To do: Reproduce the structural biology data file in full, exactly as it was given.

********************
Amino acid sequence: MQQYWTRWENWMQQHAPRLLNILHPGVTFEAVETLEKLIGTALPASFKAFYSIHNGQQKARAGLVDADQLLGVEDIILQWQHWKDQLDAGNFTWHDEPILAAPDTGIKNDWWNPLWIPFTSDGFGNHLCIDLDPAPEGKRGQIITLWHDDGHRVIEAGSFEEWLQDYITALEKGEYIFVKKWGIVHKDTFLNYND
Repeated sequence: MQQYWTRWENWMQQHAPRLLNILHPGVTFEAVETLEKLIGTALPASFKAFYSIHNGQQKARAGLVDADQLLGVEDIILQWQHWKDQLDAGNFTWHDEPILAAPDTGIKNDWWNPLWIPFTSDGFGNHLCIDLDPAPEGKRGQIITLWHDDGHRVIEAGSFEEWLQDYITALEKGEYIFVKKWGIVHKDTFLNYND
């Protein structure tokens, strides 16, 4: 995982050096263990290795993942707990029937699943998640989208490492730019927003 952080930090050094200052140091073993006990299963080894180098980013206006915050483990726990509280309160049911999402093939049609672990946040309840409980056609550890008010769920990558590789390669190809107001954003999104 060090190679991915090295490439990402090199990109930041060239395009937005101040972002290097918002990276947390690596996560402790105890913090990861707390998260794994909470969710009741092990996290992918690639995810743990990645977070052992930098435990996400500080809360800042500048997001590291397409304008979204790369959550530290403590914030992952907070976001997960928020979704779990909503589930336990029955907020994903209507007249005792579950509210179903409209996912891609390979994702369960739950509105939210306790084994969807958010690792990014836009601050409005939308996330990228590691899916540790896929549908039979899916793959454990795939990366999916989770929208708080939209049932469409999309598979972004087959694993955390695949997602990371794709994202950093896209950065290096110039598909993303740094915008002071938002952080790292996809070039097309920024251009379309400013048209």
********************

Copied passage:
Amino acid sequence: MQQYWTRWENWMQQHAPRLLNILHPGVTFEAVETLEKLIGTALPASFKAFYSIHNGQQKARAGLVDADQLLGVEDIILQWQHWKDQLDAGNFTWHDEPILAAPDTGIKNDWWNPLWIPFTSDGFGNHLCIDLDPAPEGKRGQIITLWHDDGHRVIEAGSFEEWLQDYITALEKGEYIFVKKWGIVHKDTFLNYND
Repeated sequence: MQQYWTRWENWMQQHAPRLLNILHPGVTFEAVETLEKLIGTALPASFKAFYSIHNGQQKARAGLVDADQLLGVEDIILQWQHWKDQLDAGNFTWHDEPILAAPDTGIKNDWWNPLWIPFTSDGFGNHLCIDLDPAPEGKRGQIITLWHDDGHRVIEAGSFEEWLQDYITALEKGEYIFVKKWGIVHKDTFLNYND
């Protein structure tokens, strides 16, 4: 995982050096263990290795993942707990029937699943998640989208490492730019927003 952080930090050094200052140091073993006990299963080894180098980013206006915050483990726990509280309160049911999402093939049609672990946040309840409980056609550890008010769920990558590789390669190809107001954003999104 060090190679991915090295490439990402090199990109930041060239395009937005101040972002290097918002990276947390690596996560402790105890913090990861707390998260794994909470969710009741092990996290992918690639995810743990990645977070052992930098435990996400500080809360800042500048997001590291397409304008979204790369959550530290403590914030992952907070976001997960928020979704779990909503589930336990029955907020994903209507007249005792579950509210179903409209996912891609390979994702369960739950509105939210306790084994969807958010690792990014836009601050409005939308996330990228590691899916540790896929549908039979899916793959454990795939990366999916989770929208708080939209049932469409999309598979972004087959694993955390695949997602990371794709994202950093896209950065290096110039598909993303740094915008002071938002952080790292996809070039097309920024251009379309400013048209």